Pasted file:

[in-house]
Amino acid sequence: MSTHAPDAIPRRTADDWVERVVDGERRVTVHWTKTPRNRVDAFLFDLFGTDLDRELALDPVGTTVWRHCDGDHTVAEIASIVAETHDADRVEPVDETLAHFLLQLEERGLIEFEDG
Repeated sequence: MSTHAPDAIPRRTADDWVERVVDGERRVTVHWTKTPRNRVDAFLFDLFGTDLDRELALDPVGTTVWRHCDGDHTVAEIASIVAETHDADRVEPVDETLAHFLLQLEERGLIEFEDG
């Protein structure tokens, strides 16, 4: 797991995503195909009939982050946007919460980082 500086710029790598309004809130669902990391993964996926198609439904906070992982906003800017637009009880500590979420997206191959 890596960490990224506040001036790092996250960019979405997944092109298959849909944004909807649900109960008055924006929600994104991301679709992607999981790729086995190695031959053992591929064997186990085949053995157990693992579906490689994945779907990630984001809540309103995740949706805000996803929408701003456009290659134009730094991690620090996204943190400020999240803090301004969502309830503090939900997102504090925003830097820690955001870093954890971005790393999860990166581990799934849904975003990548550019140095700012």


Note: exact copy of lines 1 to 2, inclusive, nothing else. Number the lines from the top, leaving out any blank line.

[in-house]
Amino acid sequence: MSTHAPDAIPRRTADDWVERVVDGERRVTVHWTKTPRNRVDAFLFDLFGTDLDRELALDPVGTTVWRHCDGDHTVAEIASIVAETHDADRVEPVDETLAHFLLQLEERGLIEFEDG